Wednesday, February 19, 2020
Family owned Pebb Capital, which spun off in 2014 from Pebb Enterprises, bought the nearly 7-acre site from an affiliate of Marshall Florida Investments, a Raleigh, North Carolina, investor that was part of the team that assembled the acreage. The deal closed on Oct. 18.
The project, which Pebb rechristened to Sundy Village, will span roughly from Southwest First Avenue east to Swinton Avenue and from West Atlantic Avenue south to Southwest First Street.
There will be 50,000 square feet of dining and shopping, as well as 70,000 square feet of offices interspersed among the historic properties on site, which include the Sundy House boutique inn, tropical garden and restaurant.
The project has been in the works for about eight years, including seven years to get city approval.
Marshall Florida originally assembled and owned the site with Hudson Holdings, a Delray Beach-based construction firm. They ended up having to make multiple design tweaks as the project was controversial in part because of its impact on historic homes.
At least part of the site is in the city-designated Old School Square Historic District, which also is listed in the National Register of Historic Places.
The Delray Beach City Commission approved the project in May 2018.
Pebb Capital, which has vowed to keep and maintain the historic properties, was supposed to close the purchase of the development site last February but failed because of a dispute between Hudson and Marshall Florida, real estate publication The Real Deal reported.
The issue was over the split of the sale proceeds and was settled this summer with Marshall Florida buying out Hudson’s ownership stake, a Pebb Capital official told The Real Deal.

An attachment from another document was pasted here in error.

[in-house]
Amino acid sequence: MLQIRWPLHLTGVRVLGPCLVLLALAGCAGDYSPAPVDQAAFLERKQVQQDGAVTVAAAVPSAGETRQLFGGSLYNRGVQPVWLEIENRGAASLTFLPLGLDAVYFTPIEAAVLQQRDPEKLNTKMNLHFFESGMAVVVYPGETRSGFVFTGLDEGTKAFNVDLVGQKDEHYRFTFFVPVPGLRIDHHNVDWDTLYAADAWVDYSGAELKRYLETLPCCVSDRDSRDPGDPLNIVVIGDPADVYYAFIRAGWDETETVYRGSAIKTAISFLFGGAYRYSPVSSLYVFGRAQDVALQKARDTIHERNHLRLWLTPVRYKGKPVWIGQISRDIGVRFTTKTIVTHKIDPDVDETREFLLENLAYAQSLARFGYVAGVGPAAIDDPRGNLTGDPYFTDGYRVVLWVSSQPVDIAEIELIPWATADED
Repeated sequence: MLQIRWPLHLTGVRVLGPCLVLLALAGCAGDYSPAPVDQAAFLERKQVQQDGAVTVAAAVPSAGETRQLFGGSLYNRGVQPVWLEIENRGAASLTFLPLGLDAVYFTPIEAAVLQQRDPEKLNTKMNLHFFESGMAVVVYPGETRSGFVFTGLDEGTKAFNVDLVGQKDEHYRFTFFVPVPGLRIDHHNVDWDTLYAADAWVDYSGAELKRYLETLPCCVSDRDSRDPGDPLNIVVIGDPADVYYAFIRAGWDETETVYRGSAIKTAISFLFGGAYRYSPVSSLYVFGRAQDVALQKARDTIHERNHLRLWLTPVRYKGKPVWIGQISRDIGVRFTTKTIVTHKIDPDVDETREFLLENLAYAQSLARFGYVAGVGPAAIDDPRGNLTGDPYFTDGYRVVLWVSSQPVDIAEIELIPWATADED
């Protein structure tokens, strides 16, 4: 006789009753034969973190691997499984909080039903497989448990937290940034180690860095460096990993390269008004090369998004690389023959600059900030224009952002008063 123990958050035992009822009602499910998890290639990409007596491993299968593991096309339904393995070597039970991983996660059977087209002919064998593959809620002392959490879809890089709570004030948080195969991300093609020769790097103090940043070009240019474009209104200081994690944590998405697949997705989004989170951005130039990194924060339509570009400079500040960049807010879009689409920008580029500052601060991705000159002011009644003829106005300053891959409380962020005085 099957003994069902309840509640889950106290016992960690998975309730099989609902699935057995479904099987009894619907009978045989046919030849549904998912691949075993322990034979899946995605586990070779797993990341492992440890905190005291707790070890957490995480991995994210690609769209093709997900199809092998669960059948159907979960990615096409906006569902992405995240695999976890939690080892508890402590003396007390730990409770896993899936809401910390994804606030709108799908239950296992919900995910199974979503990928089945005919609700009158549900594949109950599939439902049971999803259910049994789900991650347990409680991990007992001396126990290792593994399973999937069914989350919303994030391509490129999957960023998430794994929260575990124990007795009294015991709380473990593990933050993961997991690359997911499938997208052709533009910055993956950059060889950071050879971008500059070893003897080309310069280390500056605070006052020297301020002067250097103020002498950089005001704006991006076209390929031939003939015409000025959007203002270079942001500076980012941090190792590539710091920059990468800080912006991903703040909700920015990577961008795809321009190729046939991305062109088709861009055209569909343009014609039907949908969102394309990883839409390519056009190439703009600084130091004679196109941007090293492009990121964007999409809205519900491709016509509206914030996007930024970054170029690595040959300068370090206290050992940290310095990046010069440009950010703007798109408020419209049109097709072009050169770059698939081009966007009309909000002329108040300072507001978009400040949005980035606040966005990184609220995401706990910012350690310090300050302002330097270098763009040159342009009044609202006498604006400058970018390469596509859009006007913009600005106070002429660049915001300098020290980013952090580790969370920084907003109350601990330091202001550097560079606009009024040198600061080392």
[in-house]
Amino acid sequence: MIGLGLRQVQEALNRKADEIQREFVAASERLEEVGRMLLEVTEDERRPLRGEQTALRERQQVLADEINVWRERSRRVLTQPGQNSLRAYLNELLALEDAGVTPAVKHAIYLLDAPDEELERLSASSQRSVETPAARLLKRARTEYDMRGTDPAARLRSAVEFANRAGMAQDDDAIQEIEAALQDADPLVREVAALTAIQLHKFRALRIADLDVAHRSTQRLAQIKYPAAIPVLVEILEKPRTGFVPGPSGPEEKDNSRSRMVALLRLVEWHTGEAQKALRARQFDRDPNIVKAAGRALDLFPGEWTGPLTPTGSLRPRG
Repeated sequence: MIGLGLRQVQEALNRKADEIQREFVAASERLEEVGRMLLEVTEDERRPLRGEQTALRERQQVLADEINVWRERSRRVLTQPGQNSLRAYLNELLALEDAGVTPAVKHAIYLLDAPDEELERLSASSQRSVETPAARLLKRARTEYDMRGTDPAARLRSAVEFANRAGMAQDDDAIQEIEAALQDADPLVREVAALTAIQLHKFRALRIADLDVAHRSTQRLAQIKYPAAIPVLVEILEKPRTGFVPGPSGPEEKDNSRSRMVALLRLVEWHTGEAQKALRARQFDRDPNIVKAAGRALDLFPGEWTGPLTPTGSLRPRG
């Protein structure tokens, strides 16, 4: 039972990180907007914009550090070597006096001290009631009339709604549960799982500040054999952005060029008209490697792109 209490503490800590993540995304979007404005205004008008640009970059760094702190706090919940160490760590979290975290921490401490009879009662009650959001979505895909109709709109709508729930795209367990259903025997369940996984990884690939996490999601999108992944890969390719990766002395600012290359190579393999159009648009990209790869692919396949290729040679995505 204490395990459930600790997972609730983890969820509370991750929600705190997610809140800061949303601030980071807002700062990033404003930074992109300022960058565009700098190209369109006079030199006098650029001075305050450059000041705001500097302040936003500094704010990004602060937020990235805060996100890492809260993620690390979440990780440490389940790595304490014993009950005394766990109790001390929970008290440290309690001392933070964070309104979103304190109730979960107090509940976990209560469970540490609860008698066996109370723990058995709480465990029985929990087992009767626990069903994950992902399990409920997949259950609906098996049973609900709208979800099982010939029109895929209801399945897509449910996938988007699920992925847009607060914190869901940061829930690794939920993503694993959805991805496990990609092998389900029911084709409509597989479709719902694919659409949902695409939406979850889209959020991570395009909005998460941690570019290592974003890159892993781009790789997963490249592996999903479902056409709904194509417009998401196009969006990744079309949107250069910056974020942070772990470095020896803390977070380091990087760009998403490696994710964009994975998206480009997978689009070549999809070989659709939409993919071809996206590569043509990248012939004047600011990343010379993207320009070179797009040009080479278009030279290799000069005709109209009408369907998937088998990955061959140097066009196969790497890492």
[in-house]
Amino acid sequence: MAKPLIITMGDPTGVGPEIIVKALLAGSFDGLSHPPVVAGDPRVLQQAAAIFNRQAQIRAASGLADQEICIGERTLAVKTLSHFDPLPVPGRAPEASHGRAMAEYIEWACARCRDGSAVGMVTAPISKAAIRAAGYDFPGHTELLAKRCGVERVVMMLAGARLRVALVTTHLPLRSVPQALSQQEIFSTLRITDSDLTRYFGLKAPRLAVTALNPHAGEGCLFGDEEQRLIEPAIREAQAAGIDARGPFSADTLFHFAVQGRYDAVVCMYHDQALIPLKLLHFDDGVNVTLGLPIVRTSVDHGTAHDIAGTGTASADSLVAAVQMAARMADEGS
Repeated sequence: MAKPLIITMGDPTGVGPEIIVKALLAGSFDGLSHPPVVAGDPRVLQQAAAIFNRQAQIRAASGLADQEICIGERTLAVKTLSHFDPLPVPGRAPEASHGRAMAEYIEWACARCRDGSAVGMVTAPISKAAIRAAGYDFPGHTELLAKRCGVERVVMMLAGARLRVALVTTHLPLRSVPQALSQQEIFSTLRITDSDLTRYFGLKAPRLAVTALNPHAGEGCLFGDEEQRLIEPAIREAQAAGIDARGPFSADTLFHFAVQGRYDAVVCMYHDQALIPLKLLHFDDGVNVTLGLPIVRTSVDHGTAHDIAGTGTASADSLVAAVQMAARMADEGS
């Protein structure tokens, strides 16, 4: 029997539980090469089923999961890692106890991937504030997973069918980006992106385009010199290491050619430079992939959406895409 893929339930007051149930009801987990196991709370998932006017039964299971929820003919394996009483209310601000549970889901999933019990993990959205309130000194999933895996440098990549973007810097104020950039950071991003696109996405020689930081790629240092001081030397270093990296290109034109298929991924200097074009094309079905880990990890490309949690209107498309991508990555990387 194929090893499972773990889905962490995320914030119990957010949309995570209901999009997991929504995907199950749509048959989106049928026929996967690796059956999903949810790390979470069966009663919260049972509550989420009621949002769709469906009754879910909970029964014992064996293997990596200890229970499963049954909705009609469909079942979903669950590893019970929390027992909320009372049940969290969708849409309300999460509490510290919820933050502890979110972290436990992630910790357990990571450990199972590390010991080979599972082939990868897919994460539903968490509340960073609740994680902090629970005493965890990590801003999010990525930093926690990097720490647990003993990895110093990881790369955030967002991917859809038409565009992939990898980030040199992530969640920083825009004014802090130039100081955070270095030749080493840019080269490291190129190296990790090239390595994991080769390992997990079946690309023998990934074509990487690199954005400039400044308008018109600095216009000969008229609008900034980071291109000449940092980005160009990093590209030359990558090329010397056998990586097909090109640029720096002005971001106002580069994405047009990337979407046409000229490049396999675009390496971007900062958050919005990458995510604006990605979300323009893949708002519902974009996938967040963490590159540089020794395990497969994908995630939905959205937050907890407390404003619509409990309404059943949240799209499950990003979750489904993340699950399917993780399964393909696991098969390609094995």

The booming Delray Beach retail, entertainment and dining market for years has been largely focused along Atlantic Avenue, although it’s stayed mainly on the eastern portion of the street from the Intracoastal Waterway to Swinton Avenue.
Now development is poised to continue westward along Atlantic Avenue with Sundy Village. Also, Pebb Capital owns property across Atlantic Avenue from Sundy Village where it could build 100,000 square feet of residential space or a hotel.
This western portion of the avenue also is in an opportunity zone, or state-designated areas deemed as economically struggling.
The opportunity zone legislation created by the 2017 Tax Cuts and Jobs Act encourages investors to put their funds into redeveloping the areas by giving them income tax breaks in return. The amount of a tax break depends on how long the investor keeps his funds in the opportunity zone project.
This is good news for developer Pebb Capital, as it can use the opportunity zone location to secure investor financing for Sundy Village.
Pebb Capital, founded by brothers-in-law Todd Rosenberg and Ian Horowitz, was split from the much older Pebb Enterprises, as a way to pursue different types of real estate investment and development from Pebb Enterprises, which traditionally focused in South Florida.
Pebb Capital is eyeing projects in New York, Kansas and Georgia, Rosenberg previously told the Daily Business Review.
Pebb Enterprises was started in 1972 by the Rosenberg and Weiner families. Ian Weiner, whose father, Bruce, was one of the Pebb Enterprises founders, remains with that company as president and CEO.
Pebb Capital will start Sundy Village construction within a year.
There is no estimated date of completion.
“After nearly a year of working on this project—from contract to close—we are looking forward to breaking ground and moving forward on building this transformational lifestyle destination,” Rosenberg said, “that will boost the city’s business and tourism sectors with its retail and office components.”